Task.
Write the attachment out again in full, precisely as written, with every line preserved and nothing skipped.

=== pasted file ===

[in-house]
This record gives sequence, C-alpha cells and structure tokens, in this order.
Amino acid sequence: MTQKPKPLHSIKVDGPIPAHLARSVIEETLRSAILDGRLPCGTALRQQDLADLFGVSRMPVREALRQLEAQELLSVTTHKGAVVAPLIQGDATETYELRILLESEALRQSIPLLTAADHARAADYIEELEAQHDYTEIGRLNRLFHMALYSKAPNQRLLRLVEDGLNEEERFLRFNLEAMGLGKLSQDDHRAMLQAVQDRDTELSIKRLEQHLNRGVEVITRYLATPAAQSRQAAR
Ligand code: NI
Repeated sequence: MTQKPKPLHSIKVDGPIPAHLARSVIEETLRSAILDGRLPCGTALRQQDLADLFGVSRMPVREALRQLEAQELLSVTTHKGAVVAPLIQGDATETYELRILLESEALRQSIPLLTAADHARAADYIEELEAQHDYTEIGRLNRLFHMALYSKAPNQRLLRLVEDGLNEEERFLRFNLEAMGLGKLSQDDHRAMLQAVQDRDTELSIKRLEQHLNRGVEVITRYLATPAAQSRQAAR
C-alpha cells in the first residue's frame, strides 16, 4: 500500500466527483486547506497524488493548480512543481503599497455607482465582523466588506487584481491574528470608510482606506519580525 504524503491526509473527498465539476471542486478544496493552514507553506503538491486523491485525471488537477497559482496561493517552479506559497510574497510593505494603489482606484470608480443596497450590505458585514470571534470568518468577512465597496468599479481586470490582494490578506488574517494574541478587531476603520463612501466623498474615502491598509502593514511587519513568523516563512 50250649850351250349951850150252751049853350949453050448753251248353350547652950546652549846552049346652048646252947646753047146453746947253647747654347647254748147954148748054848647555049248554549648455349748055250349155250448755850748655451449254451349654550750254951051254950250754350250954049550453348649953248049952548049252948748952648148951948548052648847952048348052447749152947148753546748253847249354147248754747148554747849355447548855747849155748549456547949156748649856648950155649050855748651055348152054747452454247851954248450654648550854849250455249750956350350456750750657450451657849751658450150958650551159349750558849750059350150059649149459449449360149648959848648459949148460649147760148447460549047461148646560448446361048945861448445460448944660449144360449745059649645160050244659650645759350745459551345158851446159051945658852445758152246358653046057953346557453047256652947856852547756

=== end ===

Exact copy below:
[in-house]
This record gives sequence, C-alpha cells and structure tokens, in this order.
Amino acid sequence: MTQKPKPLHSIKVDGPIPAHLARSVIEETLRSAILDGRLPCGTALRQQDLADLFGVSRMPVREALRQLEAQELLSVTTHKGAVVAPLIQGDATETYELRILLESEALRQSIPLLTAADHARAADYIEELEAQHDYTEIGRLNRLFHMALYSKAPNQRLLRLVEDGLNEEERFLRFNLEAMGLGKLSQDDHRAMLQAVQDRDTELSIKRLEQHLNRGVEVITRYLATPAAQSRQAAR
Ligand code: NI
Repeated sequence: MTQKPKPLHSIKVDGPIPAHLARSVIEETLRSAILDGRLPCGTALRQQDLADLFGVSRMPVREALRQLEAQELLSVTTHKGAVVAPLIQGDATETYELRILLESEALRQSIPLLTAADHARAADYIEELEAQHDYTEIGRLNRLFHMALYSKAPNQRLLRLVEDGLNEEERFLRFNLEAMGLGKLSQDDHRAMLQAVQDRDTELSIKRLEQHLNRGVEVITRYLATPAAQSRQAAR
C-alpha cells in the first residue's frame, strides 16, 4: 500500500466527483486547506497524488493548480512543481503599497455607482465582523466588506487584481491574528470608510482606506519580525 504524503491526509473527498465539476471542486478544496493552514507553506503538491486523491485525471488537477497559482496561493517552479506559497510574497510593505494603489482606484470608480443596497450590505458585514470571534470568518468577512465597496468599479481586470490582494490578506488574517494574541478587531476603520463612501466623498474615502491598509502593514511587519513568523516563512 50250649850351250349951850150252751049853350949453050448753251248353350547652950546652549846552049346652048646252947646753047146453746947253647747654347647254748147954148748054848647555049248554549648455349748055250349155250448755850748655451449254451349654550750254951051254950250754350250954049550453348649953248049952548049252948748952648148951948548052648847952048348052447749152947148753546748253847249354147248754747148554747849355447548855747849155748549456547949156748649856648950155649050855748651055348152054747452454247851954248450654648550854849250455249750956350350456750750657450451657849751658450150958650551159349750558849750059350150059649149459449449360149648959848648459949148460649147760148447460549047461148646560448446361048945861448445460448944660449144360449745059649645160050244659650645759350745459551345158851446159051945658852445758152246358653046057953346557453047256652947856852547756